KESAN works on land and natural resource issues in collaboration with the Karen National Union’s (KNU) Karen Agriculture Department (KAD) and Karen Forestry Department (KFD). This work informs, encourages and empowers local community members and officials in securing rights to their lands, in managing and developing their land and natural resources, and in developing and implementing the KNU’s land, agriculture and forest policies.

Under this program, KESAN provides trainings on land & forest policies, community forestry, sustainable natural resource management principles, land demarcation with GPS and GIS mapping, and data management. These trainings and capacity building are crucial for the demarcation and titling of land and forest in Karen State.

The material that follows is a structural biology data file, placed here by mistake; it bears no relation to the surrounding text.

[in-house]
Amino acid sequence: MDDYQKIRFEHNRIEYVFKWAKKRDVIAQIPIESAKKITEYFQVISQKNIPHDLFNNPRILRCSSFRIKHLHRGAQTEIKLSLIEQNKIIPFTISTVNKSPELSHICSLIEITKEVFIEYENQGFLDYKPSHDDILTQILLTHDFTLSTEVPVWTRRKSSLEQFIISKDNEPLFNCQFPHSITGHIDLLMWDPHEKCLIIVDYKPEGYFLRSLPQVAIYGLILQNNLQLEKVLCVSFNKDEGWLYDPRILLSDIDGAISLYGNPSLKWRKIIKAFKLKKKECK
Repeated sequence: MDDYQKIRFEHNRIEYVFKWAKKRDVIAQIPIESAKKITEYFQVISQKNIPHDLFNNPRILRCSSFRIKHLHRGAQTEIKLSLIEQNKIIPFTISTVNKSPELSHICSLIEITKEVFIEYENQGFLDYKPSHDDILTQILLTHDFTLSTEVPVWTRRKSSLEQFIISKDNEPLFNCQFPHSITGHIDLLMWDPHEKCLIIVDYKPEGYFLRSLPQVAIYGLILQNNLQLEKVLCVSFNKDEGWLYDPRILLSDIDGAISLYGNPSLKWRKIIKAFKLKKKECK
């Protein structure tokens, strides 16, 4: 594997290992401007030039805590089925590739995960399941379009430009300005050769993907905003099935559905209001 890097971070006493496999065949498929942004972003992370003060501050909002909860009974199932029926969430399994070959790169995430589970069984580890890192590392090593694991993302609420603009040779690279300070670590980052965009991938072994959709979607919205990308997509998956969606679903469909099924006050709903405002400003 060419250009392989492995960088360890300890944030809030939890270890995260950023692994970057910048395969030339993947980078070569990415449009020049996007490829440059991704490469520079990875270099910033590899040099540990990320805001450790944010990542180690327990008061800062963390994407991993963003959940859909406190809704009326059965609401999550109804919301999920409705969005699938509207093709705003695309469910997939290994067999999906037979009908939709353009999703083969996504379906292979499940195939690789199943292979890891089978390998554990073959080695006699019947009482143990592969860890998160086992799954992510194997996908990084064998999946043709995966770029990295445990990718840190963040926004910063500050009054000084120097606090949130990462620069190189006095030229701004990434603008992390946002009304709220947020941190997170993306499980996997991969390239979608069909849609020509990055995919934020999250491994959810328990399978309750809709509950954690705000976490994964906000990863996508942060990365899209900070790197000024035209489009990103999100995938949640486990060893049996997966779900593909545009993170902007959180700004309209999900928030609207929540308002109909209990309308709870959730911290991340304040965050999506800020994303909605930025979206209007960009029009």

Threats to land tenure security have intensified since the 2012 ceasefire, along with a mushrooming of investment in land-based industries such as logging, mining, and plantation agriculture. The need to document and register the lands of Karen communities to assist them in defending their lands against confiscation and destruction is felt more than ever.

KESAN’s water governance work aims to empower vulnerable communities to advocate for the good governance of water resources – with a focus on the Salween River. The longest free- flowing river in Southeast Asia, the Salween supports incredible biodiversity, and also the livelihoods of the Karen, Karenni, Mon, and Shan peoples in Burma. However, the Salween’s health is threatened by secretive plans to build a cascade of five large hydroelectric dams in order to generate electricity for China and Thailand. Local people in the Salween Basin are overwhelmingly opposed to the dam plans, which would devastate their culture and livelihoods. Not only are these dams moving forward without proper scientific study, information transparency, or consent from local communities – but they are major drivers of violent conflict and human rights violations in ethnic areas. With our partners, KESAN works to support local communities call for “No Salween Dams” by: